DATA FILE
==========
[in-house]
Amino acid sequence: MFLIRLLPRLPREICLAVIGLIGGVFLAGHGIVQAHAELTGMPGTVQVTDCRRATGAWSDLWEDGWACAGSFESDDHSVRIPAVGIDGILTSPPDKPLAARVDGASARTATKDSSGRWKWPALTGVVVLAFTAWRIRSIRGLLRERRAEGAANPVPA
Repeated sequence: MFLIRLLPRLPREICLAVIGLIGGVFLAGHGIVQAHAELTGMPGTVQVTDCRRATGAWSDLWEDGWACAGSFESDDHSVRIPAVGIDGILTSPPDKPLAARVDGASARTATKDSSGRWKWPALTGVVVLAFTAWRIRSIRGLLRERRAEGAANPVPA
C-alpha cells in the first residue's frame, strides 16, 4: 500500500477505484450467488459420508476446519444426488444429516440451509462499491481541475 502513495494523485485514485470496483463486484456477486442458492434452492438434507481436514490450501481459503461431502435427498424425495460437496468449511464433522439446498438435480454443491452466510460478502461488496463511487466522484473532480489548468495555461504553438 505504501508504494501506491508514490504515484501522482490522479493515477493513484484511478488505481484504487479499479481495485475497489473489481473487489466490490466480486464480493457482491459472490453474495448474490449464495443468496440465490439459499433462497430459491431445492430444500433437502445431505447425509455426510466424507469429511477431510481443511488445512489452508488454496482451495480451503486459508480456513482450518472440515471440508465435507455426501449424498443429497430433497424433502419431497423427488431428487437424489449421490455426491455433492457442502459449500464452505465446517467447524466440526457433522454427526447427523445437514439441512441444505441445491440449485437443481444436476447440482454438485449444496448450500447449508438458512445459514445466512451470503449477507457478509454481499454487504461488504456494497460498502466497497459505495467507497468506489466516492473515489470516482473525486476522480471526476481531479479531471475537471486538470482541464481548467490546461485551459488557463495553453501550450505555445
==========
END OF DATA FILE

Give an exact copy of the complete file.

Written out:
[in-house]
Amino acid sequence: MFLIRLLPRLPREICLAVIGLIGGVFLAGHGIVQAHAELTGMPGTVQVTDCRRATGAWSDLWEDGWACAGSFESDDHSVRIPAVGIDGILTSPPDKPLAARVDGASARTATKDSSGRWKWPALTGVVVLAFTAWRIRSIRGLLRERRAEGAANPVPA
Repeated sequence: MFLIRLLPRLPREICLAVIGLIGGVFLAGHGIVQAHAELTGMPGTVQVTDCRRATGAWSDLWEDGWACAGSFESDDHSVRIPAVGIDGILTSPPDKPLAARVDGASARTATKDSSGRWKWPALTGVVVLAFTAWRIRSIRGLLRERRAEGAANPVPA
C-alpha cells in the first residue's frame, strides 16, 4: 500500500477505484450467488459420508476446519444426488444429516440451509462499491481541475 502513495494523485485514485470496483463486484456477486442458492434452492438434507481436514490450501481459503461431502435427498424425495460437496468449511464433522439446498438435480454443491452466510460478502461488496463511487466522484473532480489548468495555461504553438 505504501508504494501506491508514490504515484501522482490522479493515477493513484484511478488505481484504487479499479481495485475497489473489481473487489466490490466480486464480493457482491459472490453474495448474490449464495443468496440465490439459499433462497430459491431445492430444500433437502445431505447425509455426510466424507469429511477431510481443511488445512489452508488454496482451495480451503486459508480456513482450518472440515471440508465435507455426501449424498443429497430433497424433502419431497423427488431428487437424489449421490455426491455433492457442502459449500464452505465446517467447524466440526457433522454427526447427523445437514439441512441444505441445491440449485437443481444436476447440482454438485449444496448450500447449508438458512445459514445466512451470503449477507457478509454481499454487504461488504456494497460498502466497497459505495467507497468506489466516492473515489470516482473525486476522480471526476481531479479531471475537471486538470482541464481548467490546461485551459488557463495553453501550450505555445